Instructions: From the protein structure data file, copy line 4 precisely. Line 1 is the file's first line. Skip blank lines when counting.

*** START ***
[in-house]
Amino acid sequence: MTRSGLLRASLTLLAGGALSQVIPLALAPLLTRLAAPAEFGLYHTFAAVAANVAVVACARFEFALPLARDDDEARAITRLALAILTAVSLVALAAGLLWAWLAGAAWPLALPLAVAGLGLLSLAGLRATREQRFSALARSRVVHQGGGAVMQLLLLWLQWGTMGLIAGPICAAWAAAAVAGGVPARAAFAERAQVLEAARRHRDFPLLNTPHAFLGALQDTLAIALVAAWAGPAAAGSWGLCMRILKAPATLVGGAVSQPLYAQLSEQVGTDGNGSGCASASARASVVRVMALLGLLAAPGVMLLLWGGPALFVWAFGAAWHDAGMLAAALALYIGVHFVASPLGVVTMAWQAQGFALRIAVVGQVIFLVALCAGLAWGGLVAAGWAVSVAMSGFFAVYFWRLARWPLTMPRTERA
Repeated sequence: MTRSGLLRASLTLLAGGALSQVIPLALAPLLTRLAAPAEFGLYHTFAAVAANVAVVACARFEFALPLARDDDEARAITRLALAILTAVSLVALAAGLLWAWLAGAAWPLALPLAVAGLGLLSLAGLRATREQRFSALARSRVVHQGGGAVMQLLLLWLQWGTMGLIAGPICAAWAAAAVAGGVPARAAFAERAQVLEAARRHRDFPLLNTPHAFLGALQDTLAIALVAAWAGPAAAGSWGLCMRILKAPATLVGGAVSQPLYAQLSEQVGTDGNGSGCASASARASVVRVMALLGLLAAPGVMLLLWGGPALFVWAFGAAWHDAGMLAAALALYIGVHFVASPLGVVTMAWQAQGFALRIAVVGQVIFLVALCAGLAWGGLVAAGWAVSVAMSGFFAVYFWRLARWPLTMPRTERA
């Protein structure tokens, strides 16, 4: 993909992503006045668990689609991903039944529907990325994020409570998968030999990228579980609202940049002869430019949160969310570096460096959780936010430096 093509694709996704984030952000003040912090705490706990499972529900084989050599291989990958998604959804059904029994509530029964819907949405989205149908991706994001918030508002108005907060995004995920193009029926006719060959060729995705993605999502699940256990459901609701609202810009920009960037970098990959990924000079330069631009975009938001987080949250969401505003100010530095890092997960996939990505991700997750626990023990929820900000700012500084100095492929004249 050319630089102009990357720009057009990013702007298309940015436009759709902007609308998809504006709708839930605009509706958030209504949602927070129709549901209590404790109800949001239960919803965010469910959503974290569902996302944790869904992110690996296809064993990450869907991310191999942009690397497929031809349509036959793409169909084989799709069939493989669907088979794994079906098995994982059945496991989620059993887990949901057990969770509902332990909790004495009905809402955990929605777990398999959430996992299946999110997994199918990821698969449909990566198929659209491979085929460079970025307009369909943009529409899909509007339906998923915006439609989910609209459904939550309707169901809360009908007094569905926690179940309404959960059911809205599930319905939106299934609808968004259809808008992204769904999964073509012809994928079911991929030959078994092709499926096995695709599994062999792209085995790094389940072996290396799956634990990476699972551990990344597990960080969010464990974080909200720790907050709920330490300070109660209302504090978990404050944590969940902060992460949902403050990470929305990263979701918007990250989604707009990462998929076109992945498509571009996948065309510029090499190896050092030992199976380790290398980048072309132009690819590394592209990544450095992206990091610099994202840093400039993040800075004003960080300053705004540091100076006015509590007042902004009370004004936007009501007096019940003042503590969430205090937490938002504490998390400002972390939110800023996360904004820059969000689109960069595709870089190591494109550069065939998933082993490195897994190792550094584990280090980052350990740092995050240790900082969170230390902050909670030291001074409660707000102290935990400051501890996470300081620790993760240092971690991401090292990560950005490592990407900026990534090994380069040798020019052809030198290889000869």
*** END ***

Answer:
């Protein structure tokens, strides 16, 4: 993909992503006045668990689609991903039944529907990325994020409570998968030999990228579980609202940049002869430019949160969310570096460096959780936010430096 093509694709996704984030952000003040912090705490706990499972529900084989050599291989990958998604959804059904029994509530029964819907949405989205149908991706994001918030508002108005907060995004995920193009029926006719060959060729995705993605999502699940256990459901609701609202810009920009960037970098990959990924000079330069631009975009938001987080949250969401505003100010530095890092997960996939990505991700997750626990023990929820900000700012500084100095492929004249 050319630089102009990357720009057009990013702007298309940015436009759709902007609308998809504006709708839930605009509706958030209504949602927070129709549901209590404790109800949001239960919803965010469910959503974290569902996302944790869904992110690996296809064993990450869907991310191999942009690397497929031809349509036959793409169909084989799709069939493989669907088979794994079906098995994982059945496991989620059993887990949901057990969770509902332990909790004495009905809402955990929605777990398999959430996992299946999110997994199918990821698969449909990566198929659209491979085929460079970025307009369909943009529409899909509007339906998923915006439609989910609209459904939550309707169901809360009908007094569905926690179940309404959960059911809205599930319905939106299934609808968004259809808008992204769904999964073509012809994928079911991929030959078994092709499926096995695709599994062999792209085995790094389940072996290396799956634990990476699972551990990344597990960080969010464990974080909200720790907050709920330490300070109660209302504090978990404050944590969940902060992460949902403050990470929305990263979701918007990250989604707009990462998929076109992945498509571009996948065309510029090499190896050092030992199976380790290398980048072309132009690819590394592209990544450095992206990091610099994202840093400039993040800075004003960080300053705004540091100076006015509590007042902004009370004004936007009501007096019940003042503590969430205090937490938002504490998390400002972390939110800023996360904004820059969000689109960069595709870089190591494109550069065939998933082993490195897994190792550094584990280090980052350990740092995050240790900082969170230390902050909670030291001074409660707000102290935990400051501890996470300081620790993760240092971690991401090292990560950005490592990407900026990534090994380069040798020019052809030198290889000869």